Elephant Revival- These Changing Skies: Changing the world one note at a time

Elephant Revival. These Changing Skies.

Itz Evolving Records, 2013.


Elephant Revival is a quintet that’s emerged from Nederland, Colorado, and in 2011 won a best album of the year award in the progressive edge category from the Indie Acoustic Music Project.  Their sound is difficult to accurately compare this group because it pulls from so many varied influences, but you can hear overtones of Celtic and classic Appalachian folk in their tunes, among other things.  Besides being musically diverse, Elephant Revival strives to help preserve biodiversity by calling  attention to issues of stewardship, sustainability, and environmentalism.  A theme found in the group’s media and mission is put into words with the phrase “Where words fail, music speaks.”  This idea of a universal language and unification of humanity is something that I appreciate nearly as much as a good tune.

Birds and Stars starts out with a dreamy, ethereal flight into the band’s world with soaring vocals and sweeping melodies.  We come back down to earth with Remembering a Beginning as it trips along a nostalgic path of a past that isn’t quite fully remembered.  The Obvious is punctuated with staccato notes and juxtaposition of rising and falling scales.  Taking a break into pure music, The Rakers stumbles into a reel-feeling melody for a short time, before bringing back vocals in Spinning, as the sounds twirl and weave a vision of the metaphysical.  Satisfied is calming and refreshing all at once, lifting spirits and tickling ears.  Highlighting the fiddles in long drawn-out phrases alternating with jaunty lively themes, Down to the Sea accelerates before it tumbles into a pillowy soft ending.  The Pasture brings another musical reprieve with brilliant string-work as the washboard fades to the back a bit compared to the rest of the record.  Leaning harder into indie rock with some country instrumentation, Willing and Able is a confident tune with just the slightest swagger.  Over and Over has a calm reverb that lends an earthy tone to its more subtle sounds, and Grace of a Woman begins very guitar-forward and country sounding, before blending into a more complex medley than the first bars would indicate.  Finishing out the set on a high note is Rogue River, a stomping, clapping, tribal sounding tune which begs for some shaking and moving along with the music as your soul lifts to meet challenges ahead.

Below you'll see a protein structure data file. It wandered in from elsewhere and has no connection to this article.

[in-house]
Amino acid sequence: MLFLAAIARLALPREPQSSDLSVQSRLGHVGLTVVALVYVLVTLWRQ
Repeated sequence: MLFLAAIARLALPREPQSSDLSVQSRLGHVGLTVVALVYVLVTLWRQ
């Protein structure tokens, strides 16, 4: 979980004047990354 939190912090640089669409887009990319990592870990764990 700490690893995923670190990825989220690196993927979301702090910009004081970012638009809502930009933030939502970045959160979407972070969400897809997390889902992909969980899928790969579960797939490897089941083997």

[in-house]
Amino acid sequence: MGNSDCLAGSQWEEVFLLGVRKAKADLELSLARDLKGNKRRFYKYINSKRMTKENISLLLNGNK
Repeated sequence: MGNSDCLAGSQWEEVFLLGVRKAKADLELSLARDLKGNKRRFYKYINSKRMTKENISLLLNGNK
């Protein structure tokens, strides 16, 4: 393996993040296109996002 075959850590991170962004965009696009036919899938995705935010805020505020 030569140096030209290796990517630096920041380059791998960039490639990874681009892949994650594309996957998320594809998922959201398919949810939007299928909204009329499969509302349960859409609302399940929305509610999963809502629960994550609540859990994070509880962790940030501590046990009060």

“These Changing Skies” follows up their 2012 album “It’s Alive” in a similar fashion but without copying too much, and leaving plenty of innovation to keep the new album fresh for a while.

Personnel: Sage Cook (banjo, guitar, mandolin, tenor banjo, bass and fiddle), Bridget Law (fiddle, octave fiddle), Bonnie Paine (washboard, djembe, musical saw, stompbox), Daniel Rodriguez (guitar, banjo, bass), Dango Rose (double-bass, mandolin, banjo

Tracks: Birds and Stars, Remembering a Beginning, The Obvious, The Rakers, Spinning, Satisfied, Down to the Sea, The Pasture, Willing and Able, Over And Over, Grace of a Woman, Rogue River

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